Vice President Joe Biden earned the commander in chief's approval when he sank a 15-to-20 foot putt on the first hole, a par five, at Joint Base Andrews.
"Did you all catch that?" Obama shouted to reporters gathered near the green.
The president sent his putt just past the hole before tapping in. Boehner, considered one of Washington's best golfers, gave a hearty "Oh yeah!" after draining a short putt.
Obama, who's not in Boehner's links league, patted the speaker on the back as they headed toward the second hole, the president driving their cart.
Aides say the time that Obama and Boehner are spending on the course could help improve a relationship that's respectful, but hardly close.
But 18 holes probably won't give them enough time to hash out their policy differences on everything from the debt to the U.S. military involvement in Libya.
The outing comes against the backdrop of negotiations between the White House and Congress over a long-term deficit reduction plan that will set the stage for increasing the amount of money the government can borrow.
Republicans have insisted on significant cuts of about $2 trillion over 10 years or 12 years before agreeing to increase the current $14.3 debt ceiling, which the government says it will surpass Aug. 2.
Biden is leading a group of bipartisan lawmakers in deficit talks, and he was Obama's golf partner.
Boehner picked a fellow Ohio Republican, budget-cutting Gov. John Kasich, to join him for the round. Kasich was House Budget Committee chairman in the 1990s when Republicans were negotiating budgets with Democratic President Bill Clinton.
While both sides say they're optimistic about the progress being made in the deficit talks, Boehner has suggested he and the president may need to get more closely involved in order to reach a deal.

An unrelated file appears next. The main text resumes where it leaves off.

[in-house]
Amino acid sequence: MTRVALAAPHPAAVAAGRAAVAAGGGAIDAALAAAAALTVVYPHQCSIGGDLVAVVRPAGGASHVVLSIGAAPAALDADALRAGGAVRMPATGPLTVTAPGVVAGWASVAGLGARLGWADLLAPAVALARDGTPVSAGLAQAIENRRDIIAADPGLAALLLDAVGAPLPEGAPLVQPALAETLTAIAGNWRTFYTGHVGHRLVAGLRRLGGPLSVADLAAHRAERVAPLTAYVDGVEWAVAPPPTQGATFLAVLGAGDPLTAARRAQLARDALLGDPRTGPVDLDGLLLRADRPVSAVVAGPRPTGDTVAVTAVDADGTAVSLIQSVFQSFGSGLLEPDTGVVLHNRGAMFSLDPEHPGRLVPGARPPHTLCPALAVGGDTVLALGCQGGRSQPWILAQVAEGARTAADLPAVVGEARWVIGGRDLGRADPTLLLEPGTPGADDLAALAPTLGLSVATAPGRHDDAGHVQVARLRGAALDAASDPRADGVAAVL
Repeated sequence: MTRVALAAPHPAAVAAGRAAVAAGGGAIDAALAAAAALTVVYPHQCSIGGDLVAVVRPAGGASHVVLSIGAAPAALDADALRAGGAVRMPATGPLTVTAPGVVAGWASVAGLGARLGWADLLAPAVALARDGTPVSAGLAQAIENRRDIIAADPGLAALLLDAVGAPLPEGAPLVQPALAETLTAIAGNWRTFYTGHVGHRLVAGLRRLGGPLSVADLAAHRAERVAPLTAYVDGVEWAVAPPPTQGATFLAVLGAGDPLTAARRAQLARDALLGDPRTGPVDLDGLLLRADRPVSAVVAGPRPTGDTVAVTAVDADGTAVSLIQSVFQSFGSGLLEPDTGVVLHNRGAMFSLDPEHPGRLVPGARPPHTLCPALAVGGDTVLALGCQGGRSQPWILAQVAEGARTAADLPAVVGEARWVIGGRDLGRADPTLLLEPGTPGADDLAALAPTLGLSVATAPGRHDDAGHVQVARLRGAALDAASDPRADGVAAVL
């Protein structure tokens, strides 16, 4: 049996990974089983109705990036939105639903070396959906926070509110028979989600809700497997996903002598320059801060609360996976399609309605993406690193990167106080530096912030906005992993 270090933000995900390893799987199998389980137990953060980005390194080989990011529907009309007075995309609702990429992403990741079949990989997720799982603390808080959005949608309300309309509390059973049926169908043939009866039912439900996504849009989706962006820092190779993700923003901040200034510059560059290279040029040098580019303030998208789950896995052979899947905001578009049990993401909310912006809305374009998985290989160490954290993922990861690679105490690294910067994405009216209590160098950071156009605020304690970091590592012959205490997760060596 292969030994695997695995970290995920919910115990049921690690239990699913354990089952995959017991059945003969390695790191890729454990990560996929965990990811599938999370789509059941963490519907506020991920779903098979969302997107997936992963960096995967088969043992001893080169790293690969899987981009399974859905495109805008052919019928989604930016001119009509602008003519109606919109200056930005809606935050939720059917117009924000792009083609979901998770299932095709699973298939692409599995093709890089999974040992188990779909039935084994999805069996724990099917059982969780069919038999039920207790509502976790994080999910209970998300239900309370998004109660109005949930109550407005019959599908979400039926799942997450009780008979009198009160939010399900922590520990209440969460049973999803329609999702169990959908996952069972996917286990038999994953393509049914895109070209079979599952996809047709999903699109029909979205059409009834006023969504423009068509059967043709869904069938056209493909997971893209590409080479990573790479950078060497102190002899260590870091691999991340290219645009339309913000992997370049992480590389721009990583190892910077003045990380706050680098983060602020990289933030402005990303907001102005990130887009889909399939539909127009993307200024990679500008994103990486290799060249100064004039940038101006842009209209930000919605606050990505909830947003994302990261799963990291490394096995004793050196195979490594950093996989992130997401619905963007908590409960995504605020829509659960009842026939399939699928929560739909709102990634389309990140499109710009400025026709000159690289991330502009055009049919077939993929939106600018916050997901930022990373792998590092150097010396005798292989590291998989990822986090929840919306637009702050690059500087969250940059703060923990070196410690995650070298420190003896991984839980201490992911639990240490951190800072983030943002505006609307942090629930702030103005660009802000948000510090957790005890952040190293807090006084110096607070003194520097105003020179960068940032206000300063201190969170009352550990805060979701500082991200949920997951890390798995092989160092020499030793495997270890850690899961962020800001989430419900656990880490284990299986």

The White House has played down any expectations about that happening on the golf course.
"I can say with great confidence that they will not wrap up the 18th hole and come out and say that we have a deal," presidential spokesman Jay Carney said.
Policy tensions between Obama and Boehner also have extended to the U.S. military campaign in Libya.
Boehner led the House in passing a resolution that chastised Obama for failing to provide a "compelling rationale" for U.S. involvement, and has said Obama is in violation of the War Powers Act. In return, the White House has sought to discredit Boehner's position on the act, sending reporters old statements Boehner made questioning the constitutionality of the measure.
Boehner had a clear advantage over Obama on the scorecard.
The speaker reportedly shoots in the low-80s, good enough for the magazine Golf Digest to recently rank him 43rd among 150 prominent Washington golfers. The president, on the other hand, was ranked 108th.
"Boehner's a much better golfer than I am, so I'm expecting him to give me some strokes," Obama said in a recent television interview.
The president is likely to get a boost from Biden - Golf Digest's 29th best golfer in Washington.
White House officials are playing coy about whether they will release the score. The group played the par-72 East Course, one of three 18-hole courses at Andrews.